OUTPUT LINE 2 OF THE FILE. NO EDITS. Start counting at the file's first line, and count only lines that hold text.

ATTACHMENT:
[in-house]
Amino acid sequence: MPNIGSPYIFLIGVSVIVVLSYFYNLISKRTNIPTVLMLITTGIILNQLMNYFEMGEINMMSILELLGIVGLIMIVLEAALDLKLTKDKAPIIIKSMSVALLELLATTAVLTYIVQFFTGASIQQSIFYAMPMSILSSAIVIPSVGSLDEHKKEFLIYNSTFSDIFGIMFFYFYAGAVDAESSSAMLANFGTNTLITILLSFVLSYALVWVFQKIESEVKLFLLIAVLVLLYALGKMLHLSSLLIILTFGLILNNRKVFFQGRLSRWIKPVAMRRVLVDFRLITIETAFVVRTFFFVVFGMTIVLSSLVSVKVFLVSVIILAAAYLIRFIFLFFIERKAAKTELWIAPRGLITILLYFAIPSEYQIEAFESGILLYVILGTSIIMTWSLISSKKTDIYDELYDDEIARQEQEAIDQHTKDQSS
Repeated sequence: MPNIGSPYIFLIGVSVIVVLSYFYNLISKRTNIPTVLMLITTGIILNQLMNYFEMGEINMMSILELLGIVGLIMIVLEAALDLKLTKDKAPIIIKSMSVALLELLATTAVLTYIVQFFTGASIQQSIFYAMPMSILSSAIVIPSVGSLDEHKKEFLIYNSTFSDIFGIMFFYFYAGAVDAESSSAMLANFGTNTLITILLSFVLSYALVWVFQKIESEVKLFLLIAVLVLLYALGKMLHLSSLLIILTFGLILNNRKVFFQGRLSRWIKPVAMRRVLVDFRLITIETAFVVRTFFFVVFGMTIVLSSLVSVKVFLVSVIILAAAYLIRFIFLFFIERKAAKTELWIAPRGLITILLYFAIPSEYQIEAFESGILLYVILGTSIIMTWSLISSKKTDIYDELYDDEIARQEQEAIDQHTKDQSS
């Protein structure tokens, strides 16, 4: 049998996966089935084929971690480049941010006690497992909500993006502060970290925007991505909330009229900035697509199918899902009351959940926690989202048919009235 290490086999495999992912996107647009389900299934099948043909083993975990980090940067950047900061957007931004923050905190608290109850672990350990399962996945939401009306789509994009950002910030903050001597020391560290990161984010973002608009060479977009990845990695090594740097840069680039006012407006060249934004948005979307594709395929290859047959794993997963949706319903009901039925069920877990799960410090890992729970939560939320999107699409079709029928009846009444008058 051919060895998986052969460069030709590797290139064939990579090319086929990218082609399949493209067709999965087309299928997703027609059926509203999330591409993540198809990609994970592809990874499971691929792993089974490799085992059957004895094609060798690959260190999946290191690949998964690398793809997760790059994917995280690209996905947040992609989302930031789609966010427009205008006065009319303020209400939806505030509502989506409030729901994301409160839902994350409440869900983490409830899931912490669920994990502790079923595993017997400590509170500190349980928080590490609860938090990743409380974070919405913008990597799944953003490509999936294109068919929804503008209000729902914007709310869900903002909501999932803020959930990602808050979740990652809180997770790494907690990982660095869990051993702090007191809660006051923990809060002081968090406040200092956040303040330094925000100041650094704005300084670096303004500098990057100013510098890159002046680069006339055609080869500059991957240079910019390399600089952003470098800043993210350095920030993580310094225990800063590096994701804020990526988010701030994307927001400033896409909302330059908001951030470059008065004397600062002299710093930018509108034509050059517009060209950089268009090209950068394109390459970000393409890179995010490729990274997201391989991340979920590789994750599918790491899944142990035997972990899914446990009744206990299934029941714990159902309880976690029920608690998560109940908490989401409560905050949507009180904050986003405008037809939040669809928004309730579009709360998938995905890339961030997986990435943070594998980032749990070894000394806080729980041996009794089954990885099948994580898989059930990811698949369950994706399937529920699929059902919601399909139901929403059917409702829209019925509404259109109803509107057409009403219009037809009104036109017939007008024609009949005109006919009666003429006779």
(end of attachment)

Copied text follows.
Amino acid sequence: MPNIGSPYIFLIGVSVIVVLSYFYNLISKRTNIPTVLMLITTGIILNQLMNYFEMGEINMMSILELLGIVGLIMIVLEAALDLKLTKDKAPIIIKSMSVALLELLATTAVLTYIVQFFTGASIQQSIFYAMPMSILSSAIVIPSVGSLDEHKKEFLIYNSTFSDIFGIMFFYFYAGAVDAESSSAMLANFGTNTLITILLSFVLSYALVWVFQKIESEVKLFLLIAVLVLLYALGKMLHLSSLLIILTFGLILNNRKVFFQGRLSRWIKPVAMRRVLVDFRLITIETAFVVRTFFFVVFGMTIVLSSLVSVKVFLVSVIILAAAYLIRFIFLFFIERKAAKTELWIAPRGLITILLYFAIPSEYQIEAFESGILLYVILGTSIIMTWSLISSKKTDIYDELYDDEIARQEQEAIDQHTKDQSS